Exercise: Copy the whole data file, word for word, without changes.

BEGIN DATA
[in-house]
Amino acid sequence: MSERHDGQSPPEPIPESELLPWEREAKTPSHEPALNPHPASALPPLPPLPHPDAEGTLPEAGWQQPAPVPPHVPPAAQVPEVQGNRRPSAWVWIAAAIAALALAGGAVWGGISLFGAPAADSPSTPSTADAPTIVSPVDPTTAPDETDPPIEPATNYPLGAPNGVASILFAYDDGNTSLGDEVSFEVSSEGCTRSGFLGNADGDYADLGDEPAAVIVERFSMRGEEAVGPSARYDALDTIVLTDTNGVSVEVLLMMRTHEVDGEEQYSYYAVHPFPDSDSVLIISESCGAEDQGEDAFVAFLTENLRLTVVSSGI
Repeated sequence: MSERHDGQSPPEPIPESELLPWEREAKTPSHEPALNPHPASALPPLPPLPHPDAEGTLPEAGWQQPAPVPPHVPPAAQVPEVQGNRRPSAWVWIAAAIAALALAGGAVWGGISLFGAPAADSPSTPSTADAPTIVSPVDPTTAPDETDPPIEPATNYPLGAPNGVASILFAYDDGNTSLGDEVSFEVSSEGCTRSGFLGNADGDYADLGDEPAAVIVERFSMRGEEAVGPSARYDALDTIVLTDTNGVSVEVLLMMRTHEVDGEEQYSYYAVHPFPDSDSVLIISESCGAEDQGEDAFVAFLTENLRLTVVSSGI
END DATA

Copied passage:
[in-house]
Amino acid sequence: MSERHDGQSPPEPIPESELLPWEREAKTPSHEPALNPHPASALPPLPPLPHPDAEGTLPEAGWQQPAPVPPHVPPAAQVPEVQGNRRPSAWVWIAAAIAALALAGGAVWGGISLFGAPAADSPSTPSTADAPTIVSPVDPTTAPDETDPPIEPATNYPLGAPNGVASILFAYDDGNTSLGDEVSFEVSSEGCTRSGFLGNADGDYADLGDEPAAVIVERFSMRGEEAVGPSARYDALDTIVLTDTNGVSVEVLLMMRTHEVDGEEQYSYYAVHPFPDSDSVLIISESCGAEDQGEDAFVAFLTENLRLTVVSSGI
Repeated sequence: MSERHDGQSPPEPIPESELLPWEREAKTPSHEPALNPHPASALPPLPPLPHPDAEGTLPEAGWQQPAPVPPHVPPAAQVPEVQGNRRPSAWVWIAAAIAALALAGGAVWGGISLFGAPAADSPSTPSTADAPTIVSPVDPTTAPDETDPPIEPATNYPLGAPNGVASILFAYDDGNTSLGDEVSFEVSSEGCTRSGFLGNADGDYADLGDEPAAVIVERFSMRGEEAVGPSARYDALDTIVLTDTNGVSVEVLLMMRTHEVDGEEQYSYYAVHPFPDSDSVLIISESCGAEDQGEDAFVAFLTENLRLTVVSSGI